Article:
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Giant manta rays protected by Convention on Migratory Species

Photo credit: David Shiffman (Georgia Aquarium)

A few weeks after they were listed as Vulnerable on the IUCN Red List, giant manta rays (Manta birostris) have received major international legal protection. The Parties to the Convention on Migratory Species of Wild Animals (CMS) just agreed to list giant mantas on Appendix 1 and II of CMS at their tri-annual meeting in Bergen, Norway.  An Appendix I listing requires that any of the 116 CMS Party nations who have giant manta rays in their waters to protect them along with their habitat, while an Appendix II listing encourages global and regional cooperation. This proposal was introduced by Ecuador, and was supported by the European Union, United States, Australia, Senegal, Madagascar, Mozambique, Chile, and Uruguay. This year’s host country, Norway, also supported the proposal and proposed discussing the reef manta (Manta alfredi) at the next CMS meeting in 2014.

“We are elated that the CMS Parties have embraced Ecuador’s proposal for protecting the magnificent and exceptionally vulnerable giant manta ray,” said Sonja Fordham, President of Shark Advocates International. “CMS is an excellent vehicle for facilitating much needed national and international safeguards for this wide-ranging, globally threatened species and its key habitats.”

Giant mantas (the giant is appropriate as they can grow more than 7 meters across) are the target of directed fisheries for their gill rakers, which are used in traditional Chinese medicine. Their large size, predictable movement patterns, and relatively slow swimming speed makes them easy to catch, while many of their widely-distributed subpopulations number only a few hundred individuals. A listing under CMS appendices I and II is a welcome first step in the conservation of these gentle giants.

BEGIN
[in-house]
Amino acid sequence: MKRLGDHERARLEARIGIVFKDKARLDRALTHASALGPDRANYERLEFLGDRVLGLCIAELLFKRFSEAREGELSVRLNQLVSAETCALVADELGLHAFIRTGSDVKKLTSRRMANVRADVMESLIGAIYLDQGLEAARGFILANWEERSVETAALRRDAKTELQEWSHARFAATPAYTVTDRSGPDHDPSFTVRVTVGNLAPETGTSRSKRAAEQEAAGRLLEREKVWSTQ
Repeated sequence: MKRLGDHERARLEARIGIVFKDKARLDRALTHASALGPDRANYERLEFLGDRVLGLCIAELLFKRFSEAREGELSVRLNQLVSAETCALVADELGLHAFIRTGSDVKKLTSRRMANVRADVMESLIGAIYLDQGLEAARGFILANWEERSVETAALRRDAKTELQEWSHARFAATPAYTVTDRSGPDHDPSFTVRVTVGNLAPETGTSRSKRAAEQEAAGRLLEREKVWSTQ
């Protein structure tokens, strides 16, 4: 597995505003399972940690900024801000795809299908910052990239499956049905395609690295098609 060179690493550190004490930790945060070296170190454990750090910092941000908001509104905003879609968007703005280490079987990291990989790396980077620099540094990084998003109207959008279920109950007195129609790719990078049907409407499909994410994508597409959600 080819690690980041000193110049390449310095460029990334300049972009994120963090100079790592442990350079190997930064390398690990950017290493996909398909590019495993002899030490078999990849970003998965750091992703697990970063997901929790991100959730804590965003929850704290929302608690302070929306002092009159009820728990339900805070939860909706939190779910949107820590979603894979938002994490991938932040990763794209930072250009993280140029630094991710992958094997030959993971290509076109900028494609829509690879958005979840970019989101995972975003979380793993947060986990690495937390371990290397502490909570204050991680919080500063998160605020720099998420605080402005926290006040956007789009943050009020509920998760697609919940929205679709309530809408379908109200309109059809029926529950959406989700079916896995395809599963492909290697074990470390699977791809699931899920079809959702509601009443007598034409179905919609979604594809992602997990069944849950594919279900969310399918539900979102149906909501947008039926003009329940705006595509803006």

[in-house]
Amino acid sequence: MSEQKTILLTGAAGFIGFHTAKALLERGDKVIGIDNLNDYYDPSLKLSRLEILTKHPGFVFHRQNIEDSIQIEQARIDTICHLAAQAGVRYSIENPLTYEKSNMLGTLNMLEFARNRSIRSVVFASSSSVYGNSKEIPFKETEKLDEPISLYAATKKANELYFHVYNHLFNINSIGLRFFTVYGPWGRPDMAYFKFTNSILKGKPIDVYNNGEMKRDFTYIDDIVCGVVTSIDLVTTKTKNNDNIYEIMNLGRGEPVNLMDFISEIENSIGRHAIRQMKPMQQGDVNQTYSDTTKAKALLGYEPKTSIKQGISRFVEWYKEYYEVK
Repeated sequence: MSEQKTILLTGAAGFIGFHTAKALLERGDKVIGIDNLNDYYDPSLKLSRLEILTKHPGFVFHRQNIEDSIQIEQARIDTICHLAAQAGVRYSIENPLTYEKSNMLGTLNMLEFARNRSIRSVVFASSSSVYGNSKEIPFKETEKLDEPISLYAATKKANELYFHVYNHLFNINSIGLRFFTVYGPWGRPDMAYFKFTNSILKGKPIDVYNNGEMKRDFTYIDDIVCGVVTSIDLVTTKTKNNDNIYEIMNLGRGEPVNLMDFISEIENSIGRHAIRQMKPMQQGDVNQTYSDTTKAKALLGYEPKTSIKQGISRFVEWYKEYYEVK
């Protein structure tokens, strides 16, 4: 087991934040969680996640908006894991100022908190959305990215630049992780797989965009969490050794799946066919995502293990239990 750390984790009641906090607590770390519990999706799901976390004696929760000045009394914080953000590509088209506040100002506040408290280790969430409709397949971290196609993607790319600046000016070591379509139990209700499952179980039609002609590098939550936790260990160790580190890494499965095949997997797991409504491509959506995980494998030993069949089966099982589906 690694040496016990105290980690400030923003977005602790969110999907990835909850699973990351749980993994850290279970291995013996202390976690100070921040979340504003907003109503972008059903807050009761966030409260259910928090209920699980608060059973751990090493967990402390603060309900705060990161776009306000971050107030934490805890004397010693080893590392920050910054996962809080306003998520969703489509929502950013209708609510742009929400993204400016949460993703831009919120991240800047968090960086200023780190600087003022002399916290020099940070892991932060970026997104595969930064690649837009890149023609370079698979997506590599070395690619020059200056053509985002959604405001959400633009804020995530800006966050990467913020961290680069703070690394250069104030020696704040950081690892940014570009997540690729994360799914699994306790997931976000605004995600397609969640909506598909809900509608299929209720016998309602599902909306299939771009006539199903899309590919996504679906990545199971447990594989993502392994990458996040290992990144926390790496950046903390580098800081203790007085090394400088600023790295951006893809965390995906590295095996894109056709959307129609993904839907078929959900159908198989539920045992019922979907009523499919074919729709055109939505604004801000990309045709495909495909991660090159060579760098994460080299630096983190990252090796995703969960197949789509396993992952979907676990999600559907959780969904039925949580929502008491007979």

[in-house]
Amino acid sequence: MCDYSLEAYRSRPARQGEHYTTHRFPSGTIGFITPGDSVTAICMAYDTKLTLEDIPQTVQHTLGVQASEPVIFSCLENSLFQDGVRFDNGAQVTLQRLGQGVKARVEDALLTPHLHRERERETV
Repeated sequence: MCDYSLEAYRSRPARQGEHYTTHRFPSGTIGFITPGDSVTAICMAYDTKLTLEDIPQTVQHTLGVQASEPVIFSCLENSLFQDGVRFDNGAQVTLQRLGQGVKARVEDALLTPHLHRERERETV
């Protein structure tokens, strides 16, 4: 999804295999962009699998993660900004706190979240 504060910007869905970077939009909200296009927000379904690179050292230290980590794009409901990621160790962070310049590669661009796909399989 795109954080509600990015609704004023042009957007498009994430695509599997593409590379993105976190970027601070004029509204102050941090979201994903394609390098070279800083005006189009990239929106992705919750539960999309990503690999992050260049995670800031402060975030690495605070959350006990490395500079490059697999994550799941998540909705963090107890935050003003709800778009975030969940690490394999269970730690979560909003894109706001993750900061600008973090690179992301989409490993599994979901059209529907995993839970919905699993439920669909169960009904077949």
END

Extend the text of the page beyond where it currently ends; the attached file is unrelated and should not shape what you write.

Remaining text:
Invasion of the Mantas?

In addition to being a scientist, blogger, and a good friend of mine, Daniel Brown of BioChemicalSoul is also a very talented artist. His latest series is called “Ocean Invasions“, and they show marine animals entering the terrestrial world. One of the most recent pieces deals with my favorite subclass- Elasmobranchs! “The Great Migration” shows a group of manta rays flying over a forest. You can see the original here.

The Great Migration by Daniel Brown of Laughing Mantis studios

Daniel reads this blog and would love to know what you think of his work!